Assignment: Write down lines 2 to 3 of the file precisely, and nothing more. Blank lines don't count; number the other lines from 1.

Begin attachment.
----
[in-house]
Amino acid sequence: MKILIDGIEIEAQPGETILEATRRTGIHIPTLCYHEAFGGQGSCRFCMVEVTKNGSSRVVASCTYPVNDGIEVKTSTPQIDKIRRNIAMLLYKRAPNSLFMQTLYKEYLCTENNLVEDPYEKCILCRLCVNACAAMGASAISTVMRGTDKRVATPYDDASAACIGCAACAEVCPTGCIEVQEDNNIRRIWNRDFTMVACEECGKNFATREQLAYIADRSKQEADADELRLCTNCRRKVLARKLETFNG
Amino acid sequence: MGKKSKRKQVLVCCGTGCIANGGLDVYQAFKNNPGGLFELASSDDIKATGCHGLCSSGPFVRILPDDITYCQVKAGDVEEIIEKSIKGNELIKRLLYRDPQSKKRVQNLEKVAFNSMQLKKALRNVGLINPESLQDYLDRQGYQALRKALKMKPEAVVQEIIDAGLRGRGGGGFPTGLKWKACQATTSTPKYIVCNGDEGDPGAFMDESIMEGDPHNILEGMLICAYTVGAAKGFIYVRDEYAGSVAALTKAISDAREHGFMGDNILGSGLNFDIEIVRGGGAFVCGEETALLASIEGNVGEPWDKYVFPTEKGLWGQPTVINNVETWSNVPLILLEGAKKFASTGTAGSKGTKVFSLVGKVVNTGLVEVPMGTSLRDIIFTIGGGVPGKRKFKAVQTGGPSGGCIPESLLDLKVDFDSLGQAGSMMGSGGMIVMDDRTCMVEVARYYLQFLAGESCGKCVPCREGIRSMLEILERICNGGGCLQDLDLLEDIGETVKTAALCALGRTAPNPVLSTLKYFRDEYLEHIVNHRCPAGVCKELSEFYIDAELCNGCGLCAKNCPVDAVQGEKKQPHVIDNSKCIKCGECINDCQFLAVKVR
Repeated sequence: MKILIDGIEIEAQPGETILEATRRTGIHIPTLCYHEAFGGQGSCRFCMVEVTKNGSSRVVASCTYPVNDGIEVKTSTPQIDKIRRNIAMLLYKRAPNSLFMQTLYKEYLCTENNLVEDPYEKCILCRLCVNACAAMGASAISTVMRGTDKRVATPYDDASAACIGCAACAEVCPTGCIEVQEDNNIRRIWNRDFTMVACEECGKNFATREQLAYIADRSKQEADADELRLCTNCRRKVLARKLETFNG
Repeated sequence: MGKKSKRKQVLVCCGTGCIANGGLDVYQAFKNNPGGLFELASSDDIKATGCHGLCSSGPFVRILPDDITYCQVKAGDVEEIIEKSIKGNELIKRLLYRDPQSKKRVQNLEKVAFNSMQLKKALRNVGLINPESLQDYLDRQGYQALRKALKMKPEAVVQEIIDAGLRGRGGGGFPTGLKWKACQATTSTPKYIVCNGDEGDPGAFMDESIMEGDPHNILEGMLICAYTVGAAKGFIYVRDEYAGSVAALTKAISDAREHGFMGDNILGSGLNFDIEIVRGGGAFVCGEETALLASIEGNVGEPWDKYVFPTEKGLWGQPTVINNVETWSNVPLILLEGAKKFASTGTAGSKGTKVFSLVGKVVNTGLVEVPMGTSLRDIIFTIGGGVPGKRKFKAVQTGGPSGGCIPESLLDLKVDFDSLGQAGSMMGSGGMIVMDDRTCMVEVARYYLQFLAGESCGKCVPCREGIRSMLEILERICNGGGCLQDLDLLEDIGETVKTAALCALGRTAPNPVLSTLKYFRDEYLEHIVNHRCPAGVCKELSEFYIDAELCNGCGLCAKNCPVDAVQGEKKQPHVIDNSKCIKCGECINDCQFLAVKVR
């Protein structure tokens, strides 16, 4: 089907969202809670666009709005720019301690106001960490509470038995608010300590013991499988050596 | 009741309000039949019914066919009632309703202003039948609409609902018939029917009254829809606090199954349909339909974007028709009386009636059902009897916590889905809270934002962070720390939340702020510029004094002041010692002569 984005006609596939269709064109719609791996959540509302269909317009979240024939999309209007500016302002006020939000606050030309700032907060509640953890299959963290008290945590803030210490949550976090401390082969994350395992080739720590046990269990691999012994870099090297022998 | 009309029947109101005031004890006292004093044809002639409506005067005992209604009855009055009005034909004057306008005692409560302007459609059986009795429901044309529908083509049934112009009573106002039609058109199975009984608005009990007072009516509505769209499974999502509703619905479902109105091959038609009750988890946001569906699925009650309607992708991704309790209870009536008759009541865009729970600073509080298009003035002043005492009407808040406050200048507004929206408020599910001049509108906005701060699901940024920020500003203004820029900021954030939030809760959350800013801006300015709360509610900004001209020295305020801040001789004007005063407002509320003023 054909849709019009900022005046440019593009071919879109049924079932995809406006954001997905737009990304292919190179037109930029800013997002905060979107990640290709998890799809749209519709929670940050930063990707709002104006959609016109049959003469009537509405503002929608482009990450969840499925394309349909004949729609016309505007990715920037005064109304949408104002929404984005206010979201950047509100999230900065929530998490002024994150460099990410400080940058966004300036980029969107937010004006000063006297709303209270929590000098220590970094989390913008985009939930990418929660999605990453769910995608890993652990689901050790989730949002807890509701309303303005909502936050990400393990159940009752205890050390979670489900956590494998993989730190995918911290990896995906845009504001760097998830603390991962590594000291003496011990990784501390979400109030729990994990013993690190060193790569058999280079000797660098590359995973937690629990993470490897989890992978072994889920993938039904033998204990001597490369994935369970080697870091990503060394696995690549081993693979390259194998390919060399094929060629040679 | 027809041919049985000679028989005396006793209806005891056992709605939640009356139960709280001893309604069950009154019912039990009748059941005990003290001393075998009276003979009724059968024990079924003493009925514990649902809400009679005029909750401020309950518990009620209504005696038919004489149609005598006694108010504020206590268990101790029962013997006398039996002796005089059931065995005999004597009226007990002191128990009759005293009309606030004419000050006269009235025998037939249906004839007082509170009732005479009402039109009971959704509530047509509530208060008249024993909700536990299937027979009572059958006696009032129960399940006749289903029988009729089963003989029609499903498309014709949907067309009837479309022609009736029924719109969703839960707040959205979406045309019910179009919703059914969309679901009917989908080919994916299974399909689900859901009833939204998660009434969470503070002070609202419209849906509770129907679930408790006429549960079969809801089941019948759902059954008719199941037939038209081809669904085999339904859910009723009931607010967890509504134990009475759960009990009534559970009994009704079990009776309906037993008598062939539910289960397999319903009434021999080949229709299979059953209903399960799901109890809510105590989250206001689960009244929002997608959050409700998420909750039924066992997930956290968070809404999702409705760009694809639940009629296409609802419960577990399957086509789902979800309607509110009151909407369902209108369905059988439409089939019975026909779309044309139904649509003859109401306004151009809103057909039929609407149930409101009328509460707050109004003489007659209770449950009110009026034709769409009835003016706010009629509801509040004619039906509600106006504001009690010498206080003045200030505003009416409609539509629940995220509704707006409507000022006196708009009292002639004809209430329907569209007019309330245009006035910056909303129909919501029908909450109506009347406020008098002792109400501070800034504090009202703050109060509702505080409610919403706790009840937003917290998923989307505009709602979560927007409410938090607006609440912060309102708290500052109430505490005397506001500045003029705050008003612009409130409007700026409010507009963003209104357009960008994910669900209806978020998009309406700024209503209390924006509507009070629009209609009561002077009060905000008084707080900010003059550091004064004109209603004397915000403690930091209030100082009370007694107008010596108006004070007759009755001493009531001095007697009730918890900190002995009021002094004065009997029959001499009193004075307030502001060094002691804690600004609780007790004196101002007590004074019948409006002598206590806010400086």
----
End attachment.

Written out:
Amino acid sequence: MKILIDGIEIEAQPGETILEATRRTGIHIPTLCYHEAFGGQGSCRFCMVEVTKNGSSRVVASCTYPVNDGIEVKTSTPQIDKIRRNIAMLLYKRAPNSLFMQTLYKEYLCTENNLVEDPYEKCILCRLCVNACAAMGASAISTVMRGTDKRVATPYDDASAACIGCAACAEVCPTGCIEVQEDNNIRRIWNRDFTMVACEECGKNFATREQLAYIADRSKQEADADELRLCTNCRRKVLARKLETFNG
Amino acid sequence: MGKKSKRKQVLVCCGTGCIANGGLDVYQAFKNNPGGLFELASSDDIKATGCHGLCSSGPFVRILPDDITYCQVKAGDVEEIIEKSIKGNELIKRLLYRDPQSKKRVQNLEKVAFNSMQLKKALRNVGLINPESLQDYLDRQGYQALRKALKMKPEAVVQEIIDAGLRGRGGGGFPTGLKWKACQATTSTPKYIVCNGDEGDPGAFMDESIMEGDPHNILEGMLICAYTVGAAKGFIYVRDEYAGSVAALTKAISDAREHGFMGDNILGSGLNFDIEIVRGGGAFVCGEETALLASIEGNVGEPWDKYVFPTEKGLWGQPTVINNVETWSNVPLILLEGAKKFASTGTAGSKGTKVFSLVGKVVNTGLVEVPMGTSLRDIIFTIGGGVPGKRKFKAVQTGGPSGGCIPESLLDLKVDFDSLGQAGSMMGSGGMIVMDDRTCMVEVARYYLQFLAGESCGKCVPCREGIRSMLEILERICNGGGCLQDLDLLEDIGETVKTAALCALGRTAPNPVLSTLKYFRDEYLEHIVNHRCPAGVCKELSEFYIDAELCNGCGLCAKNCPVDAVQGEKKQPHVIDNSKCIKCGECINDCQFLAVKVR